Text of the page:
On Air Now
Early Breakfast with James Stewart 4am - 6:30am
17 June 2018, 11:30 | Updated: 17 June 2018, 11:34
Firefighters are using thermal imaging cameras to identify any remaining hot spots at the scene of the fire that has gutted Glasgow's world-renowned School of Art.
About 50 firefighters remain at the scene after working through the night to extinguish the blaze, which broke out on Friday night.
The Scottish Fire and Rescue Service (SFRS) said a few pockets of fire remained at the site of the blaze, which included the Charles Rennie Mackintosh building as well as the popular music venue the O2 ABC.
Group manager Martin Hill said: "This has clearly been a protracted incident and today we are still very much in a firefighting phase.
"Our firefighters have been working effectively throughout the night and we are continuing to dampen down any remaining pockets of fire.
"We are also using thermal imaging cameras to identify any hidden hot spots and will continue, working alongside partners, to assess our priorities and our tactical firefighting operation over the course of the day.
"We will remain on the scene for as long as it takes - we are absolutely committed to preventing any further damage to surrounding properties and ensuring the area is made safe.
"I would like to express a sincere thankyou to our crews on the ground and our firefighters in operations control for continuing to effectively co-ordinate our resources as well as our partners along with the wider community."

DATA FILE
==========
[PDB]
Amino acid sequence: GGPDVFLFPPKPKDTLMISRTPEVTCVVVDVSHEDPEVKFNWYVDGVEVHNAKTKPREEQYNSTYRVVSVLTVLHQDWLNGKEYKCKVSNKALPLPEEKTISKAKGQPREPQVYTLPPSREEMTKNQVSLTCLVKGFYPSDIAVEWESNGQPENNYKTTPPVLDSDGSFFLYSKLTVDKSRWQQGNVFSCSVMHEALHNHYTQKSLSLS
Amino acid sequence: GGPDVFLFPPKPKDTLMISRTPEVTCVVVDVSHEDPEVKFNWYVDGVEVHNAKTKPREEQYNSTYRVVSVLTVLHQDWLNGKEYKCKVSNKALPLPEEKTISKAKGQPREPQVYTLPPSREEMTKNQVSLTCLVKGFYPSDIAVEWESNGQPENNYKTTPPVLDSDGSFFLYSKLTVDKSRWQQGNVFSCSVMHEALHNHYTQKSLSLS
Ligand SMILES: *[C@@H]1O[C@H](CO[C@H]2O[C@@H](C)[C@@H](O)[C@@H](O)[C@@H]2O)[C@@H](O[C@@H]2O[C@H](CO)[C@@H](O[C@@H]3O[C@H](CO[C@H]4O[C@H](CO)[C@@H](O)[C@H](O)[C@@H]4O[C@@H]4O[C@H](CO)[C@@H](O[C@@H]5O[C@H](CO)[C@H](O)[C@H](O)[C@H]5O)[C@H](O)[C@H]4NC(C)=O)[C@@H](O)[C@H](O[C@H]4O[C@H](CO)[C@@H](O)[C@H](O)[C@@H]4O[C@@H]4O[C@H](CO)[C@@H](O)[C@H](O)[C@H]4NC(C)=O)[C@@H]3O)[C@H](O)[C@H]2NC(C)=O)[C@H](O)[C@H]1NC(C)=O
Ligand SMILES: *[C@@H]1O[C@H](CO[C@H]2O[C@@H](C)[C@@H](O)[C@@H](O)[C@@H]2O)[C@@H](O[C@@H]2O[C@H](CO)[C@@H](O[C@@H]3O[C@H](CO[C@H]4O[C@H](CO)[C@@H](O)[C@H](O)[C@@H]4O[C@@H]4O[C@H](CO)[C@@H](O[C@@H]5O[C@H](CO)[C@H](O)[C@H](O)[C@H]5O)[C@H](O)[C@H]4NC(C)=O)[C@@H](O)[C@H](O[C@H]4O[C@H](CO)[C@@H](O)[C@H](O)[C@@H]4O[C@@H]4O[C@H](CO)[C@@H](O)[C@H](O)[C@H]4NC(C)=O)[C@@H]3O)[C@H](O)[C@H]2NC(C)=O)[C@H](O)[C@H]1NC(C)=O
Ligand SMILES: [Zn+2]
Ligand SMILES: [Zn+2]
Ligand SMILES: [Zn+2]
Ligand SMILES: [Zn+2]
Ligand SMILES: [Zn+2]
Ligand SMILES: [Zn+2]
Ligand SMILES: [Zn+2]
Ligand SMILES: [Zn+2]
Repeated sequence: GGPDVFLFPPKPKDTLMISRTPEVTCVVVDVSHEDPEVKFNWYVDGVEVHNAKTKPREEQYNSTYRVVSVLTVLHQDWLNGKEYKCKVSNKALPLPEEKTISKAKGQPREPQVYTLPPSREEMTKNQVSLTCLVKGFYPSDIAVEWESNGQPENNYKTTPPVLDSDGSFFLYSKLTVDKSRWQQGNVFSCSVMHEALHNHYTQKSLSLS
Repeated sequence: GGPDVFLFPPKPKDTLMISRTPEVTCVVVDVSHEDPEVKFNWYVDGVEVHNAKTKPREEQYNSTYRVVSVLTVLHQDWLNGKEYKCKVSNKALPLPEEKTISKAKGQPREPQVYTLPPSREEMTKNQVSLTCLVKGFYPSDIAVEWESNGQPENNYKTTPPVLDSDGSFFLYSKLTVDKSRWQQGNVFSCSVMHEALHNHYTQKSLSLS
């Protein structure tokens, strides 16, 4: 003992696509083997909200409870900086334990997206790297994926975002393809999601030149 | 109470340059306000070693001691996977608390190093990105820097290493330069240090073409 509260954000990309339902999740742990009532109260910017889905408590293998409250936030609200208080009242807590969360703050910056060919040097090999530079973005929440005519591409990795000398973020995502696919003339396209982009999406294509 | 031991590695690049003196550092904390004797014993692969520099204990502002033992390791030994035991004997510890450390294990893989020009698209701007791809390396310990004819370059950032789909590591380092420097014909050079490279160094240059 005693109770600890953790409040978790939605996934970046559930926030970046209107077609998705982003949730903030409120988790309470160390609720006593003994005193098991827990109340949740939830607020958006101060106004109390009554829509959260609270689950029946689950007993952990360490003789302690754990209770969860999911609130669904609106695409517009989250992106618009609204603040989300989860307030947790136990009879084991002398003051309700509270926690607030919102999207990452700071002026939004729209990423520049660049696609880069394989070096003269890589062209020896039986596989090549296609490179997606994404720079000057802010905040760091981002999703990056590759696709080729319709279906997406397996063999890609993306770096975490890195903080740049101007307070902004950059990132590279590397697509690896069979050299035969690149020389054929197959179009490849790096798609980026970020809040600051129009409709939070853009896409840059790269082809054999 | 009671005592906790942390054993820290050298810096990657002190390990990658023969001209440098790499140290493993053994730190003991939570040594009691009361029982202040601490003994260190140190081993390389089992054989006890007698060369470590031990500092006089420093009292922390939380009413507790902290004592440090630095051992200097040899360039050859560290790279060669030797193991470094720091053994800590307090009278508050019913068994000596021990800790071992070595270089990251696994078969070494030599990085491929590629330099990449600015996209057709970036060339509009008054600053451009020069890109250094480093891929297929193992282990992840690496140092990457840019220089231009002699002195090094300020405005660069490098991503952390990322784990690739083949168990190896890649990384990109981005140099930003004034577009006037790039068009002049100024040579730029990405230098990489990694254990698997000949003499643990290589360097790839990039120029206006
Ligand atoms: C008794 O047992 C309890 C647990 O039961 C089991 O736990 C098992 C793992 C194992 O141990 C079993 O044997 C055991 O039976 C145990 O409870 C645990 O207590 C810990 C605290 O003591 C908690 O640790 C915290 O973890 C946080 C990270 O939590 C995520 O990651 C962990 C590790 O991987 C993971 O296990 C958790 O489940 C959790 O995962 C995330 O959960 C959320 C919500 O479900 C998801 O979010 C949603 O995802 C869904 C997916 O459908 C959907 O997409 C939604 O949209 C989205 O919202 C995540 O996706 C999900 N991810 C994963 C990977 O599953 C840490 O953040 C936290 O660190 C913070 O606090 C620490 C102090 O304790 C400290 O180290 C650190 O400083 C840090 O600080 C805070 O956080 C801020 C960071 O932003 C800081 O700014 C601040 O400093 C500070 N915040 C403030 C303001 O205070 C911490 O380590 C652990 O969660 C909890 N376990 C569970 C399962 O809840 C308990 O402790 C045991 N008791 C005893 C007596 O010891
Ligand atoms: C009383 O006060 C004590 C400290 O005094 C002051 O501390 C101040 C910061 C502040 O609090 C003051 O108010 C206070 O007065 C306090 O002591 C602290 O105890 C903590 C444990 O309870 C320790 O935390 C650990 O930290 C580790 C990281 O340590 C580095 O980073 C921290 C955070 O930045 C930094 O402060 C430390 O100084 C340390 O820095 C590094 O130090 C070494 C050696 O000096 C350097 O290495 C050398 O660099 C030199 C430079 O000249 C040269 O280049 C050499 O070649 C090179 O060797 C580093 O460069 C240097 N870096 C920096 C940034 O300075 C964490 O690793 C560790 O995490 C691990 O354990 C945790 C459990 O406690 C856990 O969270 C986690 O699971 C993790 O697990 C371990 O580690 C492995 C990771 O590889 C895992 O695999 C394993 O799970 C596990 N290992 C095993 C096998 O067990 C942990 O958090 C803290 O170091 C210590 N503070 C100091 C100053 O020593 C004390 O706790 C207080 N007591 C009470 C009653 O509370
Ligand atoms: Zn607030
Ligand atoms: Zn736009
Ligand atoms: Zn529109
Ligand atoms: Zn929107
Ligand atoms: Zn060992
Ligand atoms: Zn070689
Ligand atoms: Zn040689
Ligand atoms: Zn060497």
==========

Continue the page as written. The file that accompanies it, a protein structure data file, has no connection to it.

SFRS has said it is too early to determine the cause of the fire.
The fire was the second in four years to hit the Mackintosh Building, which was undergoing a multimillion-pound restoration project to return it to its former glory.
There have been calls for a public inquiry into the latest blaze amid claims that a sprinkler system in the building was not yet operational.
The Holyrood and Westminster governments have said they stand ready to provide support, including financially, to the art school as it assesses what the future may hold.
Scotland's First Minister Nicola Sturgeon led Glaswegians, former students and public figures in expressing their shock and dismay at the disaster as she visited the site on Saturday.
Ms Sturgeon said: "The Scottish Government stands ready to do anything we reasonably can to help ensure that the building has a future.
"It's too early to say what that might entail or what that might look like.
"We don't know yet what the structural condition of the building is. It's simply too early to give definitive answers but I'm determined, as we were after the fire four years ago, that the Scottish Government will do everything it possibly can."